The other area that concerns me about Dunn are his splits, vs. lefties in 2008 Dunn hit only .195 with a .773 OPS. His 3 year splits 05-07 he hit .237/.821, which isn't as bad but is artificially high as he killed lefties in 2006 .270/.896 but struggled against righties .215/.836. For his career Dunn has not fared well vs. southpaws which isn't exactly shocking as alot of big time left handed power hitters see a decline vs. lefties, Dunn does have some of the worse numbers out there vs. southpaws. Its just hard to imagine him as a centerpiece and cleanup hitter when he is a liability against Santana, Hamels and the other lefties in the NL East. Speaking of clean-up hitters, I don't believe Dunn is one of them. I know everyone would say with that OPS get him 3rd or 4th in your lineup but the numbers don't support that. In 2008 batting 4th Dunn hit .217/.804 in 152 AB's. His 05-07 numbers he hit .223/.844 as a cleanup hitter. Dunn has consistently put up his best numbers as a 5 or 6 hitter and worst as a 3 or 4 hitter. That i find worrisome esp. given the fact that he had more protection with the Reds than he would with the nats.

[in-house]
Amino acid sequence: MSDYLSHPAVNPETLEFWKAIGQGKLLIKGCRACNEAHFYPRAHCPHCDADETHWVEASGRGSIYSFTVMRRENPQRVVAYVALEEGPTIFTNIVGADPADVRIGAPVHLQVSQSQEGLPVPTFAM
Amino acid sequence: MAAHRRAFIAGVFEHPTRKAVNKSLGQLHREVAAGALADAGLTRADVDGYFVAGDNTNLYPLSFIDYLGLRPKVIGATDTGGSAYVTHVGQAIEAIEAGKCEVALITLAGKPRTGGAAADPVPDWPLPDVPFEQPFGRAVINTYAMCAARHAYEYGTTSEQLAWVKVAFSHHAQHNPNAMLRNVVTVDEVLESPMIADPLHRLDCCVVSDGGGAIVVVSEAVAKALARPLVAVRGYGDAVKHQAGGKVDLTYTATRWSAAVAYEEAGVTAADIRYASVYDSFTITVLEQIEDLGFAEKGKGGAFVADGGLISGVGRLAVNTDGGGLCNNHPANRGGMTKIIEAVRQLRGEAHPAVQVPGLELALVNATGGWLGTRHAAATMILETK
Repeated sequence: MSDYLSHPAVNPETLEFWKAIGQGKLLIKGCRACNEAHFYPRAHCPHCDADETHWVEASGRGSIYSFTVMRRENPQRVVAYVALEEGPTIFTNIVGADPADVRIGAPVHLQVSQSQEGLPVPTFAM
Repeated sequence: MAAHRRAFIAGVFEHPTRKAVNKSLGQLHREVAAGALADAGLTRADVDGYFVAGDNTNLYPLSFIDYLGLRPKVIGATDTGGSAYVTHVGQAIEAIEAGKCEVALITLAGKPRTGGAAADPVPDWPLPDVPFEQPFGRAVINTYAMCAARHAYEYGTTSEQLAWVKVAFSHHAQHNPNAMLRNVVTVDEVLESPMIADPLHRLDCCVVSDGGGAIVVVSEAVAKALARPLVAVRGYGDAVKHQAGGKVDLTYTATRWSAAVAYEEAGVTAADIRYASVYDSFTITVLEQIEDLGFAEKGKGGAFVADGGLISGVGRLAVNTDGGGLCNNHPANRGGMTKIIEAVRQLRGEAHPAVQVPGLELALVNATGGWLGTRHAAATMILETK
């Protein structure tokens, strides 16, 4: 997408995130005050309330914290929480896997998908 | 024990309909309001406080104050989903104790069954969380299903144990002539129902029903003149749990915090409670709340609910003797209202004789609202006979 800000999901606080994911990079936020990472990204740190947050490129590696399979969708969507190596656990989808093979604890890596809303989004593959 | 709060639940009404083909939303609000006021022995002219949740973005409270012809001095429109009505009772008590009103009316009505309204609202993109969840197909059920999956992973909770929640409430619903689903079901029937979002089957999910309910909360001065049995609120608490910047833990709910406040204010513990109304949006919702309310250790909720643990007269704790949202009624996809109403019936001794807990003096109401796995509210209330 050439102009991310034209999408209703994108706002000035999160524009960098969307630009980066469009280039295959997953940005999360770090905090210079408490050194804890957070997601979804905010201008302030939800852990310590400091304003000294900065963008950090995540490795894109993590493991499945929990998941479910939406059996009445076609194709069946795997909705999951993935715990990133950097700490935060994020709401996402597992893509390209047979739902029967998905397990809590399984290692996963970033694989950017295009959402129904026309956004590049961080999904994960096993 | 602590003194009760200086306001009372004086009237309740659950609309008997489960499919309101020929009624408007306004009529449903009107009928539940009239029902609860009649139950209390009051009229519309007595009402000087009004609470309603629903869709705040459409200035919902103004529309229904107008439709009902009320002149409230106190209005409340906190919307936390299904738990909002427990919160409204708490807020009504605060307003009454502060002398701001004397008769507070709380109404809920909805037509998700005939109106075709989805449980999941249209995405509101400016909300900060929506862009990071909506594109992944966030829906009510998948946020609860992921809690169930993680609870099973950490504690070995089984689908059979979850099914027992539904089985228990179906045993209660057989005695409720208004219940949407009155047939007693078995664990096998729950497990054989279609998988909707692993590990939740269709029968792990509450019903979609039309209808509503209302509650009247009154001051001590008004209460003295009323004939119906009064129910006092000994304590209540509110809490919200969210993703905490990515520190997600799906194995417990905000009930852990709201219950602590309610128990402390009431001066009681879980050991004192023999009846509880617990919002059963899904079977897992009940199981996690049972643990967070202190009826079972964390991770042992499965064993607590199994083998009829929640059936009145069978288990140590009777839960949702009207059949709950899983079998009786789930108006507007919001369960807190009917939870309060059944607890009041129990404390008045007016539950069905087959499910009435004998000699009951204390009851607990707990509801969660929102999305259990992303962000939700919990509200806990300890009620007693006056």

Steven said...

Steve--I think you're reading too much meaning into some of these stats. I haven't seen much if any evidence that where a guy hits in the order affects his hitting, and so I think you have to chalk that up to random fluctuation. Similar, your lefty splits are prone to small sample sizes, and individual hitters actually have quite a surprising level of year-to-year fluctuation. Even still, I'm not sure why a .773 OPS against lefties makes him a 'liability.' That's right around what Guzman did this year, so it's not like he's an automatic out against lefties. In fact career he's an .833 OPS guy.

On your first point about the draft pick, I think there's validity that if your pure goal is to win a world series as soon as possible that it may make more sense to just keep the draft pick and stockpiling the 2012 cohort of peaking talent. I want the team to prioritize winning it all instead of getting to 75 wins, but I'm compelled that we could be a little more respectable along the way. This is the Harper argument--that there are trade-offs but that you can both get to respectability and build the minors at the same time. I'm not quite as far in that direction as he is (and I totally reject the Needham argument there is no trade-off whatsoever and it's all just so much skinflint BS) but since we'd most likely be losing only a 2 I think this would be worth doing for 2 year deal.